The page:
This is a tale of shifts, chefs and friends. I have always found New Orleans a good place to be. Add in this year's annual IFT (Institute of Food Technologists) convention--with its industry insights and contact with old friends--and a truly good time was had by all.

Gathering those insights and tracking trends is enjoyable, but such activities serve serious business purposes, as well. Marketing and formulation strategies are based on consumer desires merged with the ingredient tools provided by suppliers.

With that in mind, detecting shifts in the ingredient supplier community hints at what this crucial segment of the food industry sees as of coming importance.

To Your Health (and Texture)

I could subtitle this section "more bang for the buck." The positions of some ingredients originally advanced for health benefits, and even emerging out of the dietary supplement industry, were shifted to tout their food additive benefits. For example, the immune-enhancing prebiotic arabinogalactan was promoted as a texture-enhancing hydrocolloid gum. The reverse also occurred, where an ingredient (such as the stabilizer gum arabic) was recommended for its health benefits as a dietary fiber.

This multiple positioning approach is not completely new. Natural colorants, nuts and flavorful herbs--among other ingredients--are promoted for both their traditional use as food ingredients, as well as for their antioxidant and other health properties.

Mary Mulry, president at the product development and organic industry consulting firm FoodWise, Hygiene, Colo., checks in with other comments. "There was a retrenchment by the largest exhibitors occupying smaller booths than years past and more chefs than I had ever seen. Culinary fusion concepts prevailed."

Mulry also notes increased emphasis on natural and organic ingredients but offers a critical comment. Some ingredients--for example, a vanillin she spotted--may have met all criteria for a "natural" designation, but a clouding agent that made the same claim had been sulfited during processing, which would disqualify it as an organic natural ingredient. In addition, some ingredients described as organic were not certified, and some were only organic-compatible, not certified organic. Such fine points will grow in importance as the organic market grows and the organic rule is enforced, beginning October 2002.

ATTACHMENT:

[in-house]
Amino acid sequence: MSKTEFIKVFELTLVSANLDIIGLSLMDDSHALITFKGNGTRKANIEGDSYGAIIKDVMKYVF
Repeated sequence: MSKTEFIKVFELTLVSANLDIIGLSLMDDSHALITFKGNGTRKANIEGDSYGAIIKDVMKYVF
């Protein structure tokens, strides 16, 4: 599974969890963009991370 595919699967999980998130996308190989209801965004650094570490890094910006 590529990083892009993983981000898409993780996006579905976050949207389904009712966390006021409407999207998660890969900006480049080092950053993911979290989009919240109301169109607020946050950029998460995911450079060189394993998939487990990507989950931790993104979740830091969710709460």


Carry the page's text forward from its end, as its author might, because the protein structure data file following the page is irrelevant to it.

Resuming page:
Safety First

"My impression in looking over the program was the growth in the number of food safety topics. It is a hot button," says Rick Stier, director of technical services for a U.S.-funded project to increase agriculture exports from Egypt. "I was pleased to see more equipment companies represented and more e-commerce exhibitors."

As for ingredients, there seems to be a push to show more applications for dried fruit, olives and other commodity ingredients. "Everyone had recipes for cooking with their products, some even developed by famous chefs," adds Stier. "There was definitely less emphasis on low- and no-fat."

While lowfat was downplayed, one of the primary ingredient categories used in such formulations struck Lynn Dornblaser, editorial director, GNPD (North America).

" all forms. That is what particularly stood out to me," says Dornblaser. "I was impressed by the uniqueness and variety of the products offered for tasting. In many ways, the grazing possibilities rival those found at the Fancy Food Show or at FMI. The number of tropical flavors also struck me, from mango slushy to jerk-flavored meats. That could not all be due to the New Orleans location."

Hopefully, such treats were enjoyed by most all attendees. Or, at least, my friends who helped with this editorial.